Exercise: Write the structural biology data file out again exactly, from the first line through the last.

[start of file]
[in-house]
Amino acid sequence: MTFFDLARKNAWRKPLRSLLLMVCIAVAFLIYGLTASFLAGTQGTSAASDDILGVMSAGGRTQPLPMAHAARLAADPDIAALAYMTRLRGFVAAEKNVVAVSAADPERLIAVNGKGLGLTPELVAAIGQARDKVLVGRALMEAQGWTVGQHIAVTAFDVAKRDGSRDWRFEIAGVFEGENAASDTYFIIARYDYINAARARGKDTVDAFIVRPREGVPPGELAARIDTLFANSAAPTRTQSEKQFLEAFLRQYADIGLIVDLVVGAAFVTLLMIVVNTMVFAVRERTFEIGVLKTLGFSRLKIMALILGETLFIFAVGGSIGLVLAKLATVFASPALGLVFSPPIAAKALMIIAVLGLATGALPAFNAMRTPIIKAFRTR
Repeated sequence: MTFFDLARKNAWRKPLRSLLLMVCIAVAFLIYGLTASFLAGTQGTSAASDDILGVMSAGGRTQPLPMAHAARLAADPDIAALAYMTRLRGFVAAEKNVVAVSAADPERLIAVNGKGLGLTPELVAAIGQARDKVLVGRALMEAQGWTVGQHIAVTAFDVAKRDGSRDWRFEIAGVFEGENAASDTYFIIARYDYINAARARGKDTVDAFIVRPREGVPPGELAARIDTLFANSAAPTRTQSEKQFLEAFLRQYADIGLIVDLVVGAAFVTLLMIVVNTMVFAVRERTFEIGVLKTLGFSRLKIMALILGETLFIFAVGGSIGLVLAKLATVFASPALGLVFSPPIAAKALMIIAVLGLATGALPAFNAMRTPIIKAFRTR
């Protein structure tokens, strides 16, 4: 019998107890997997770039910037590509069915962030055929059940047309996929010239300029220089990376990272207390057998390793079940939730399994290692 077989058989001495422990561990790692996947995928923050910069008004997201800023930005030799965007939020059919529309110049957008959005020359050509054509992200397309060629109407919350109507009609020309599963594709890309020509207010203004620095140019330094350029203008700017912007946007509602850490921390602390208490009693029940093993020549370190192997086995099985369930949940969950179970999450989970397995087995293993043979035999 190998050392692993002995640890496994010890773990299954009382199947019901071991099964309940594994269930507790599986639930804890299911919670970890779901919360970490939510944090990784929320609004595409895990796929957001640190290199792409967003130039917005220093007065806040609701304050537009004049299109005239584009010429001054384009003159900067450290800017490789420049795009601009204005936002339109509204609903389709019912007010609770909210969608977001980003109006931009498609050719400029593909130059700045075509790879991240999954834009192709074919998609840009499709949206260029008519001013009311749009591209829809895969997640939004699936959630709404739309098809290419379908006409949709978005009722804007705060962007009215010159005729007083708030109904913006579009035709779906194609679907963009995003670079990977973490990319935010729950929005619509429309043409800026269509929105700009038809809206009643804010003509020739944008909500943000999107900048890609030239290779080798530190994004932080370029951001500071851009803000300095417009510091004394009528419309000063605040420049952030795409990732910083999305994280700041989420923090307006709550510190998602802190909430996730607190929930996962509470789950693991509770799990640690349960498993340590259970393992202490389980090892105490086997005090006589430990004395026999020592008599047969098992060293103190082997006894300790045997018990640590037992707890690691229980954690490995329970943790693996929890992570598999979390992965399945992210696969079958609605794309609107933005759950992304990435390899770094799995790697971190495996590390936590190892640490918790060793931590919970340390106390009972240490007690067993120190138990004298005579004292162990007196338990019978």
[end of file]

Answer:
[in-house]
Amino acid sequence: MTFFDLARKNAWRKPLRSLLLMVCIAVAFLIYGLTASFLAGTQGTSAASDDILGVMSAGGRTQPLPMAHAARLAADPDIAALAYMTRLRGFVAAEKNVVAVSAADPERLIAVNGKGLGLTPELVAAIGQARDKVLVGRALMEAQGWTVGQHIAVTAFDVAKRDGSRDWRFEIAGVFEGENAASDTYFIIARYDYINAARARGKDTVDAFIVRPREGVPPGELAARIDTLFANSAAPTRTQSEKQFLEAFLRQYADIGLIVDLVVGAAFVTLLMIVVNTMVFAVRERTFEIGVLKTLGFSRLKIMALILGETLFIFAVGGSIGLVLAKLATVFASPALGLVFSPPIAAKALMIIAVLGLATGALPAFNAMRTPIIKAFRTR
Repeated sequence: MTFFDLARKNAWRKPLRSLLLMVCIAVAFLIYGLTASFLAGTQGTSAASDDILGVMSAGGRTQPLPMAHAARLAADPDIAALAYMTRLRGFVAAEKNVVAVSAADPERLIAVNGKGLGLTPELVAAIGQARDKVLVGRALMEAQGWTVGQHIAVTAFDVAKRDGSRDWRFEIAGVFEGENAASDTYFIIARYDYINAARARGKDTVDAFIVRPREGVPPGELAARIDTLFANSAAPTRTQSEKQFLEAFLRQYADIGLIVDLVVGAAFVTLLMIVVNTMVFAVRERTFEIGVLKTLGFSRLKIMALILGETLFIFAVGGSIGLVLAKLATVFASPALGLVFSPPIAAKALMIIAVLGLATGALPAFNAMRTPIIKAFRTR
């Protein structure tokens, strides 16, 4: 019998107890997997770039910037590509069915962030055929059940047309996929010239300029220089990376990272207390057998390793079940939730399994290692 077989058989001495422990561990790692996947995928923050910069008004997201800023930005030799965007939020059919529309110049957008959005020359050509054509992200397309060629109407919350109507009609020309599963594709890309020509207010203004620095140019330094350029203008700017912007946007509602850490921390602390208490009693029940093993020549370190192997086995099985369930949940969950179970999450989970397995087995293993043979035999 190998050392692993002995640890496994010890773990299954009382199947019901071991099964309940594994269930507790599986639930804890299911919670970890779901919360970490939510944090990784929320609004595409895990796929957001640190290199792409967003130039917005220093007065806040609701304050537009004049299109005239584009010429001054384009003159900067450290800017490789420049795009601009204005936002339109509204609903389709019912007010609770909210969608977001980003109006931009498609050719400029593909130059700045075509790879991240999954834009192709074919998609840009499709949206260029008519001013009311749009591209829809895969997640939004699936959630709404739309098809290419379908006409949709978005009722804007705060962007009215010159005729007083708030109904913006579009035709779906194609679907963009995003670079990977973490990319935010729950929005619509429309043409800026269509929105700009038809809206009643804010003509020739944008909500943000999107900048890609030239290779080798530190994004932080370029951001500071851009803000300095417009510091004394009528419309000063605040420049952030795409990732910083999305994280700041989420923090307006709550510190998602802190909430996730607190929930996962509470789950693991509770799990640690349960498993340590259970393992202490389980090892105490086997005090006589430990004395026999020592008599047969098992060293103190082997006894300790045997018990640590037992707890690691229980954690490995329970943790693996929890992570598999979390992965399945992210696969079958609605794309609107933005759950992304990435390899770094799995790697971190495996590390936590190892640490918790060793931590919970340390106390009972240490007690067993120190138990004298005579004292162990007196338990019978």